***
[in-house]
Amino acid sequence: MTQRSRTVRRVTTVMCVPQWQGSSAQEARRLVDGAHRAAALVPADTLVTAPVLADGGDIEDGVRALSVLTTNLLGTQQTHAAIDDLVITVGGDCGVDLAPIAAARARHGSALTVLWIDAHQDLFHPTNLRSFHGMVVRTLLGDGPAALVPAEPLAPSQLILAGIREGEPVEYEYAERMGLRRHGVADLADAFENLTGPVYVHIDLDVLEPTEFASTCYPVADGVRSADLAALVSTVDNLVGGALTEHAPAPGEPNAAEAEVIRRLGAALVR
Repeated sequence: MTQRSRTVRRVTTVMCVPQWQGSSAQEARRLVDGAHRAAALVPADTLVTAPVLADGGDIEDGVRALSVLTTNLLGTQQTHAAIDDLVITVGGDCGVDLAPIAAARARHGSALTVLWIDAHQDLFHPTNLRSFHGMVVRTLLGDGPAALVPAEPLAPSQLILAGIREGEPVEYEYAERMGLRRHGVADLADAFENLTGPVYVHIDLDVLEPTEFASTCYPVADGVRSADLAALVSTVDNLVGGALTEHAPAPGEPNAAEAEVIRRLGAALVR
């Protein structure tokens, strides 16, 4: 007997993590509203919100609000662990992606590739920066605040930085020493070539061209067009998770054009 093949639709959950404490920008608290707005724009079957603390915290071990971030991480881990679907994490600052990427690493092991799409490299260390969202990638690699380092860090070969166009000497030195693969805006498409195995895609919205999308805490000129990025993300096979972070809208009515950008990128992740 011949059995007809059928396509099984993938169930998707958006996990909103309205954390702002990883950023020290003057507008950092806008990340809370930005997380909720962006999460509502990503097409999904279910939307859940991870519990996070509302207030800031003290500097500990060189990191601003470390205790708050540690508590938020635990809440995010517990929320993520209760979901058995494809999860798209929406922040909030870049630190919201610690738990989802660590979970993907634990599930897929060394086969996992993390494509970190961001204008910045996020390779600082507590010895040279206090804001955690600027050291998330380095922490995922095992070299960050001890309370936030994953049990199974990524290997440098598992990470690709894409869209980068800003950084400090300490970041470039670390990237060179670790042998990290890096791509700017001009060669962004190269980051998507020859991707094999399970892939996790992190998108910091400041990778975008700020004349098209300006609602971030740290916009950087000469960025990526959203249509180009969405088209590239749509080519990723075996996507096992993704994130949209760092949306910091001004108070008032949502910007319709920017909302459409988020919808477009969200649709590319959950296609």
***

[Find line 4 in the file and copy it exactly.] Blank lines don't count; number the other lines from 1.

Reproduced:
């Protein structure tokens, strides 16, 4: 007997993590509203919100609000662990992606590739920066605040930085020493070539061209067009998770054009 093949639709959950404490920008608290707005724009079957603390915290071990971030991480881990679907994490600052990427690493092991799409490299260390969202990638690699380092860090070969166009000497030195693969805006498409195995895609919205999308805490000129990025993300096979972070809208009515950008990128992740 011949059995007809059928396509099984993938169930998707958006996990909103309205954390702002990883950023020290003057507008950092806008990340809370930005997380909720962006999460509502990503097409999904279910939307859940991870519990996070509302207030800031003290500097500990060189990191601003470390205790708050540690508590938020635990809440995010517990929320993520209760979901058995494809999860798209929406922040909030870049630190919201610690738990989802660590979970993907634990599930897929060394086969996992993390494509970190961001204008910045996020390779600082507590010895040279206090804001955690600027050291998330380095922490995922095992070299960050001890309370936030994953049990199974990524290997440098598992990470690709894409869209980068800003950084400090300490970041470039670390990237060179670790042998990290890096791509700017001009060669962004190269980051998507020859991707094999399970892939996790992190998108910091400041990778975008700020004349098209300006609602971030740290916009950087000469960025990526959203249509180009969405088209590239749509080519990723075996996507096992993704994130949209760092949306910091001004108070008032949502910007319709920017909302459409988020919808477009969200649709590319959950296609």